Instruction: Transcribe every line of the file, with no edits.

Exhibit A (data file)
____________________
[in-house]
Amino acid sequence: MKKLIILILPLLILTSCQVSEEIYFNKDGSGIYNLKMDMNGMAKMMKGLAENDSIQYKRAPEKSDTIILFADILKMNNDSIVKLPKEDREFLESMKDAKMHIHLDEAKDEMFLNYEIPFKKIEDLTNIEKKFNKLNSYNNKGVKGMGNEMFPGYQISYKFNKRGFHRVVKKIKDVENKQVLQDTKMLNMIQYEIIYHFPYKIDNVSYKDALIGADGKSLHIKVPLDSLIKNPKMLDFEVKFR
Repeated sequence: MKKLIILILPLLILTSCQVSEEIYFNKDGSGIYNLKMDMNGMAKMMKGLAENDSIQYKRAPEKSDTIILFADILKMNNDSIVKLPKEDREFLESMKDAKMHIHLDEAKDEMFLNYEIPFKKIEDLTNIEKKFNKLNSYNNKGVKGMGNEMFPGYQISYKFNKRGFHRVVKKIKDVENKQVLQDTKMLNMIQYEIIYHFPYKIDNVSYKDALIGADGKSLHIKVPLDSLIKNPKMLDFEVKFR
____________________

[in-house]
Amino acid sequence: MKKLIILILPLLILTSCQVSEEIYFNKDGSGIYNLKMDMNGMAKMMKGLAENDSIQYKRAPEKSDTIILFADILKMNNDSIVKLPKEDREFLESMKDAKMHIHLDEAKDEMFLNYEIPFKKIEDLTNIEKKFNKLNSYNNKGVKGMGNEMFPGYQISYKFNKRGFHRVVKKIKDVENKQVLQDTKMLNMIQYEIIYHFPYKIDNVSYKDALIGADGKSLHIKVPLDSLIKNPKMLDFEVKFR
Repeated sequence: MKKLIILILPLLILTSCQVSEEIYFNKDGSGIYNLKMDMNGMAKMMKGLAENDSIQYKRAPEKSDTIILFADILKMNNDSIVKLPKEDREFLESMKDAKMHIHLDEAKDEMFLNYEIPFKKIEDLTNIEKKFNKLNSYNNKGVKGMGNEMFPGYQISYKFNKRGFHRVVKKIKDVENKQVLQDTKMLNMIQYEIIYHFPYKIDNVSYKDALIGADGKSLHIKVPLDSLIKNPKMLDFEVKFR